“I put a New Testament among your books, for the very same reasons, and with the very same hopes that made me write an easy account of it for you, when you were a little child. Because it is the best book that ever was or will be known in the world, and because it teaches you the best lessons by which any human creature who tries to be truthful and faithful to duty can possible be guided.”

Charles Dickens wrote this in a personal letter to one of his sons at the time his son went away to school. In the autumn of 2012, I read this letter in a book published in 1890 by Charles Scribner’s Sons, New York. The volume is titled “A Collection of Letters of Dickens” and is on the shelf at the Portage Public Library.

This collection of letters provided meaningful insight into the life of this remarkable author who had such great literary talent. Of course, some of his letters mentioned the unexpected popularity of his story, “A Christmas Carol.” To this day, Dickens’ classic story has been enjoyed in many forms: public readings, plays, musicals, television shows, movies, as well as print.

My first recollected awareness of the story is in watching the television cartoon adaptation, “Mr. Magoo’s Christmas Carol.” (Do you remember the Mr. Magoo cartoons? Near-sighted Quincy Magoo, his cat, his mother, his houseboy, Cholly?)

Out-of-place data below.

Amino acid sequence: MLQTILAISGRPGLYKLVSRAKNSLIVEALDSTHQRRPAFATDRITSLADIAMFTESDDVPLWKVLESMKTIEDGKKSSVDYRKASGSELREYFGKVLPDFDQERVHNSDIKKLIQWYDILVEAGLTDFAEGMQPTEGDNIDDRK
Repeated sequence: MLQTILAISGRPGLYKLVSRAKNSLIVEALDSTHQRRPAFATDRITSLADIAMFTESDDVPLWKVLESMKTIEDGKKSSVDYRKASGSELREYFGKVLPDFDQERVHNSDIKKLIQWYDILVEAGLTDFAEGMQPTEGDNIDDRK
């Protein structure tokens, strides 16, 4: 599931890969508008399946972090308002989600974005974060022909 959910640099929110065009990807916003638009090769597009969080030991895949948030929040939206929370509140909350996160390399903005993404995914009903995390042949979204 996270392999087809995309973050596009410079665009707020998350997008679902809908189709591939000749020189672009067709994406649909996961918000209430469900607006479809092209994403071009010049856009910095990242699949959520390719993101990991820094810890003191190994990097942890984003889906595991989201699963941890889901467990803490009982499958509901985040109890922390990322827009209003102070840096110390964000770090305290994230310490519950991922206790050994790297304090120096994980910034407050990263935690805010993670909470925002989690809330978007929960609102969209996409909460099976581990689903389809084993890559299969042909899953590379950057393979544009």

I’ve re-read “A Christmas Carol” twice this winter. The original, printed story of Ebenezer Scrooge tops any of the other productions, and is available at the Portage Library, in the book, Charles Dickens’ Complete Works Christmas Books; or Charles Dickens’ Works Christmas Stories. Reprinted Pieces.

Charles Dickens is a favorite author of mine. The richness of his prose is enchanting and I find the old English vocabulary of his time fascinating. (For instance, he divided “A Christmas Carol” into staves, not chapters: “Stave One – Marley’s Ghost” through “Stave Five – The end of it.”) My dictionary is nearby when I am reading.

I have added a biography of Charles Dickens to my intentional reading list and also hope to read again the collection of his personal letters.

Sarah Mautz is a member of the Pauquette Wordcrafters.

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